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Effects of Solute-Solute Interactions on Protein Stability Studied Using Various Counterions and Dendrimers

  • Curtiss P. Schneider ,

    Contributed equally to this work with: Curtiss P. Schneider, Diwakar Shukla

    Affiliation: Department of Chemical Engineering, Massachusetts Institute of Technology, Cambridge, Massachusetts, United States of America

  • Diwakar Shukla ,

    Contributed equally to this work with: Curtiss P. Schneider, Diwakar Shukla

    Affiliation: Department of Chemical Engineering, Massachusetts Institute of Technology, Cambridge, Massachusetts, United States of America

    Current address: SIMBIOS NIH Center for Biomedical Computation, Stanford University, Stanford, California, United States of America

  • Bernhardt L. Trout

    trout@mit.edu

    Affiliation: Department of Chemical Engineering, Massachusetts Institute of Technology, Cambridge, Massachusetts, United States of America

Effects of Solute-Solute Interactions on Protein Stability Studied Using Various Counterions and Dendrimers

  • Curtiss P. Schneider, 
  • Diwakar Shukla, 
  • Bernhardt L. Trout
PLOS
x
  • Published: November 18, 2011
  • DOI: 10.1371/journal.pone.0027665

Abstract

Much work has been performed on understanding the effects of additives on protein thermodynamics and degradation kinetics, in particular addressing the Hofmeister series and other broad empirical phenomena. Little attention, however, has been paid to the effect of additive-additive interactions on proteins. Our group and others have recently shown that such interactions can actually govern protein events, such as aggregation. Here we use dendrimers, which have the advantage that both size and surface chemical groups can be changed and therein studied independently. Dendrimers are a relatively new and broad class of materials which have been demonstrated useful in biological and therapeutic applications, such as drug delivery, perturbing amyloid formation, etc. Guanidinium modified dendrimers pose an interesting case given that guanidinium can form multiple attractive hydrogen bonds with either a protein surface or other components in solution, such as hydrogen bond accepting counterions. Here we present a study which shows that the behavior of such macromolecule species (modified PAMAM dendrimers) is governed by intra-solvent interactions. Attractive guanidinium-anion interactions seem to cause clustering in solution, which inhibits cooperative binding to the protein surface but at the same time, significantly suppresses nonnative aggregation.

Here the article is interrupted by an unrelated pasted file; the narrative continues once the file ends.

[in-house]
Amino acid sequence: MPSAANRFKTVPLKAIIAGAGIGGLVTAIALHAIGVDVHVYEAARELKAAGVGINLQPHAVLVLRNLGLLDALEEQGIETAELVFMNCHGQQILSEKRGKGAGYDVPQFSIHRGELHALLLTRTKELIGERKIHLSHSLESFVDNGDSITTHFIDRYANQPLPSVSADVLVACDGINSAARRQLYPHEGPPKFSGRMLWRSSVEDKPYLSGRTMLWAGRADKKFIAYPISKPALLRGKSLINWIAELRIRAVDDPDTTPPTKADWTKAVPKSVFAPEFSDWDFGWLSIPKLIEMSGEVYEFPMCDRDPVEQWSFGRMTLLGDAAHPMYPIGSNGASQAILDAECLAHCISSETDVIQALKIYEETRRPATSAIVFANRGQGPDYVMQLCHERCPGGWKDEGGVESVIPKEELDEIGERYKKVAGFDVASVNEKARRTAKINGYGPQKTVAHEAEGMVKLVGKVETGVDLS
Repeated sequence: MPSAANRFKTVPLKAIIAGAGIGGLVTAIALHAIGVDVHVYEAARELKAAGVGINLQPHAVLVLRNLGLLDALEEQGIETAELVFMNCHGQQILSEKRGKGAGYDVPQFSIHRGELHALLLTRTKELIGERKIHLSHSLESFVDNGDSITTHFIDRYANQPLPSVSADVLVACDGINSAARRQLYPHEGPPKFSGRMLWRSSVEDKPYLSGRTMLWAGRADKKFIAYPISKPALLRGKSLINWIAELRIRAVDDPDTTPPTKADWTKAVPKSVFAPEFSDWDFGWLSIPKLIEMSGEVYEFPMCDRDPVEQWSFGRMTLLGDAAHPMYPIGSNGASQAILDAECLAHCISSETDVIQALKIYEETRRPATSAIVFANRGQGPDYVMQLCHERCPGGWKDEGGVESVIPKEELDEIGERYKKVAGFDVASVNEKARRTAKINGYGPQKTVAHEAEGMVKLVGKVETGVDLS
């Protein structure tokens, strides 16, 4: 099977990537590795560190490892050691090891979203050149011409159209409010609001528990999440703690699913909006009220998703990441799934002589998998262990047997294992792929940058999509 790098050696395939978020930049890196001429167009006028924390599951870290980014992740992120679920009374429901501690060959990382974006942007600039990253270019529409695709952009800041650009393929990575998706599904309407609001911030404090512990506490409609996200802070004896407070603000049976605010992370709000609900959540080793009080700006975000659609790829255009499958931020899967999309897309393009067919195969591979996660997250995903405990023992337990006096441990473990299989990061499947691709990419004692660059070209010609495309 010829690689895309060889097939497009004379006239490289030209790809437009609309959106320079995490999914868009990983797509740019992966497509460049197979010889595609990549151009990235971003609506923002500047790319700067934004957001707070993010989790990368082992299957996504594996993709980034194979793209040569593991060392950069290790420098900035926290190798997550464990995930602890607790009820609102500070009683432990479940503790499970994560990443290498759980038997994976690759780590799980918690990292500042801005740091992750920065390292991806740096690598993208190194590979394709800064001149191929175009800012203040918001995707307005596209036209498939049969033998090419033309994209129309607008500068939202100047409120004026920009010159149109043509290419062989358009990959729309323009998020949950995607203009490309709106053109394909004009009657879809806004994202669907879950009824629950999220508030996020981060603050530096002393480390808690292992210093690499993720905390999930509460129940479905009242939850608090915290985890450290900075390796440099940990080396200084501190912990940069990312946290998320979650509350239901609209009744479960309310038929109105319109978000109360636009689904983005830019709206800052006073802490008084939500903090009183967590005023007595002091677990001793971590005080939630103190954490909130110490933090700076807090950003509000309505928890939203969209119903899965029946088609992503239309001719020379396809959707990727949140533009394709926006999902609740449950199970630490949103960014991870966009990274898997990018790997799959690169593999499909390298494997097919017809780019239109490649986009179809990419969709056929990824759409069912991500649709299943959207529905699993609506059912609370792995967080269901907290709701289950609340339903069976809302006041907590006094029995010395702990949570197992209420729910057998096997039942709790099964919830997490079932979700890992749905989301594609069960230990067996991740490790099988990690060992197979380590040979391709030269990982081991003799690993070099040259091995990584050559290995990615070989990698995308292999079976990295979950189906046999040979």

Introduction